- Make a nice transition into the next scene.

            Dialogue (the hardest part for me)

            - What is the conflict in the scene (if any) â€" is it clear enough?

            - Do the characters have their own voice or sound too alike? (know their backstory!)

            - See to that the dialogue donâ€TMt get too informative.

            - Let the characters do something also (donâ€TMt let them just sit around talking (if your not Tarantino))!

            - Subtext (kind of difficult in the first act I think)

            - Avoid â€natural†(ordinary) dialogue (like hesitation and stuff) â€" could â€feel†good when you write it, but certainly not when you hear it!

            Also â€" I try to write it a tight as possible (not too much descriptions)

            If possible, I try to apply a three act structure to the scene, but it only works sometimes…

            If I donâ€TMt think about this before I start to write I often turn out to be â€talking heads†and the scene isnâ€TMt going anywhere. On the other hand - there is always a risk that the scene becomes stilted, if you analyse it too much before actually starting to write it. You donâ€TMt want to loose that magic feeling you had for the scene! J

            'Media is the evil of all evils, they tell you only what
            they want the story to be'¦'


            • #7
              Re: Writing a scene

              I play the scene in my head, over and over and over, making little adjustments here and there -- adding to it, subtracting from it, coming up with interesting, appropriate actions, visuals and lines of dialogue, etc. -- until I'm happy with it*, then I just write what I see and hear.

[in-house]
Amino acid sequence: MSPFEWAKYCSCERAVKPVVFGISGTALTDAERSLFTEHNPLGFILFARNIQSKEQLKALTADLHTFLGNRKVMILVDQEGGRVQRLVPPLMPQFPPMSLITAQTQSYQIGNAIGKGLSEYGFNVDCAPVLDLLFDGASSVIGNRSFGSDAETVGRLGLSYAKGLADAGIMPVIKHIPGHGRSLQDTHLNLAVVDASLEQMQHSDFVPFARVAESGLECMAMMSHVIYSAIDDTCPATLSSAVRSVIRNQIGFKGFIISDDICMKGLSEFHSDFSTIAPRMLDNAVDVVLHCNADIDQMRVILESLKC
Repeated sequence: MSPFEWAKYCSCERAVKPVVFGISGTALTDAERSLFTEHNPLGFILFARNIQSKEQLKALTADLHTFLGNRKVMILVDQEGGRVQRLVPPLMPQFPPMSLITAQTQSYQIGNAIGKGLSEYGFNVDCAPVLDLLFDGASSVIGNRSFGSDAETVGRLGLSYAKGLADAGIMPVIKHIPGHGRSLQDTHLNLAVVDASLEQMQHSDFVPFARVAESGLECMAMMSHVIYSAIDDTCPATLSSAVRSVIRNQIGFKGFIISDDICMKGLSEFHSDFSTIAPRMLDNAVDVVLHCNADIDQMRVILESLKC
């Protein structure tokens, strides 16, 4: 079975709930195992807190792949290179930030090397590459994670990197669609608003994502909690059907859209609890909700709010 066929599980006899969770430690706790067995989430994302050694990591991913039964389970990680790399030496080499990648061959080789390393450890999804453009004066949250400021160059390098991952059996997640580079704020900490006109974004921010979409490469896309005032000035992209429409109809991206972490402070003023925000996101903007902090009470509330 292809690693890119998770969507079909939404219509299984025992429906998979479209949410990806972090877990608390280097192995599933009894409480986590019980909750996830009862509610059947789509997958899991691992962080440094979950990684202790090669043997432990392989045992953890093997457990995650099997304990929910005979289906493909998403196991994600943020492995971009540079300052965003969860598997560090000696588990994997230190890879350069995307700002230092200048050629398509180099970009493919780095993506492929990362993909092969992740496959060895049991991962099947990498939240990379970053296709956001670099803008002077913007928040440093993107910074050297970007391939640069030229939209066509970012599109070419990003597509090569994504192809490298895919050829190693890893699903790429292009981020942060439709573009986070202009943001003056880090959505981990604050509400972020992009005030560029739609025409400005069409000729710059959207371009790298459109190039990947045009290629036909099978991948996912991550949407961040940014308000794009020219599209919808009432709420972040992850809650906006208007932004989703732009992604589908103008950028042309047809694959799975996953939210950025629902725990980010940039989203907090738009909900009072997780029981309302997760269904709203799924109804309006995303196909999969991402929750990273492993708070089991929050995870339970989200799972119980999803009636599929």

* "happy" from a first draft perspective, of course.
              I'm baaaaaaaaaaaaaaaaaaaaack!


              • #8
                Re: Writing a scene

                Thanks for sharing! Always fun to hear how other people do.
                - Tomas


                • #9
                  Re: Writing a scene

                  Subtext (kind of difficult in the first act I think)

                  Why is subtext any different in the first act?

                  I'm not saying it's easy executing good subtext but it shouldn't be any different in the first act than any other.

                  Are you saying you need to understand a character before you understand their subtext?

                  Not sure what you mean, but I would have to disagree.
                  I wanna tell you about the time I almost died....


                  • #10
                    Re: Writing a scene

                    Yes, because in the first act the readers/audience don't know the characters that well and they often need to know some background. Even if the subtext should be pretty obvious to them I find it hard to write in the first act. Maybe it's just me(?)

                    'Media is the evil of all evils, they tell you only what
                    they want the story to be'¦'